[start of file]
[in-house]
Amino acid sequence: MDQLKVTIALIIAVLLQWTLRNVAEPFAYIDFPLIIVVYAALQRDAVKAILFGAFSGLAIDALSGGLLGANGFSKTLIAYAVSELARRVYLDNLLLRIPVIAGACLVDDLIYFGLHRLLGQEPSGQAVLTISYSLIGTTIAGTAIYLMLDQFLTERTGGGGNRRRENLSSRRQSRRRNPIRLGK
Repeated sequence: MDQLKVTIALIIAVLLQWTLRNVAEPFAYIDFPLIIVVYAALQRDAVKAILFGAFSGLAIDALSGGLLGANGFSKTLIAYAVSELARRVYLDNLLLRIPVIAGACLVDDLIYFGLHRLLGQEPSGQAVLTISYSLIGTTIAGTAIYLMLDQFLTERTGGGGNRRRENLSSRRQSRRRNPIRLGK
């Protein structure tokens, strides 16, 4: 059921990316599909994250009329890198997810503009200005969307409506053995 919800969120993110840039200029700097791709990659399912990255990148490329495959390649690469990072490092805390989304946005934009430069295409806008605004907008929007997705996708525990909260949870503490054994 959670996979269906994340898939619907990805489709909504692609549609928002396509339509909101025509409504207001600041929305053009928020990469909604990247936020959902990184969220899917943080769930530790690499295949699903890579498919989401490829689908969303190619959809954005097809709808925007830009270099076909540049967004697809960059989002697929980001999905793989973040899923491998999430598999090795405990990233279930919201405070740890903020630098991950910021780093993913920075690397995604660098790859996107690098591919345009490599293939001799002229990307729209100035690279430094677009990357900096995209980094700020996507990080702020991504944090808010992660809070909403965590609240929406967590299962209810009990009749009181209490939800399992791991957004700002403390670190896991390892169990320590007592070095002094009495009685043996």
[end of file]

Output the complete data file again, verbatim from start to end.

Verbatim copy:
[in-house]
Amino acid sequence: MDQLKVTIALIIAVLLQWTLRNVAEPFAYIDFPLIIVVYAALQRDAVKAILFGAFSGLAIDALSGGLLGANGFSKTLIAYAVSELARRVYLDNLLLRIPVIAGACLVDDLIYFGLHRLLGQEPSGQAVLTISYSLIGTTIAGTAIYLMLDQFLTERTGGGGNRRRENLSSRRQSRRRNPIRLGK
Repeated sequence: MDQLKVTIALIIAVLLQWTLRNVAEPFAYIDFPLIIVVYAALQRDAVKAILFGAFSGLAIDALSGGLLGANGFSKTLIAYAVSELARRVYLDNLLLRIPVIAGACLVDDLIYFGLHRLLGQEPSGQAVLTISYSLIGTTIAGTAIYLMLDQFLTERTGGGGNRRRENLSSRRQSRRRNPIRLGK
């Protein structure tokens, strides 16, 4: 059921990316599909994250009329890198997810503009200005969307409506053995 919800969120993110840039200029700097791709990659399912990255990148490329495959390649690469990072490092805390989304946005934009430069295409806008605004907008929007997705996708525990909260949870503490054994 959670996979269906994340898939619907990805489709909504692609549609928002396509339509909101025509409504207001600041929305053009928020990469909604990247936020959902990184969220899917943080769930530790690499295949699903890579498919989401490829689908969303190619959809954005097809709808925007830009270099076909540049967004697809960059989002697929980001999905793989973040899923491998999430598999090795405990990233279930919201405070740890903020630098991950910021780093993913920075690397995604660098790859996107690098591919345009490599293939001799002229990307729209100035690279430094677009990357900096995209980094700020996507990080702020991504944090808010992660809070909403965590609240929406967590299962209810009990009749009181209490939800399992791991957004700002403390670190896991390892169990320590007592070095002094009495009685043996």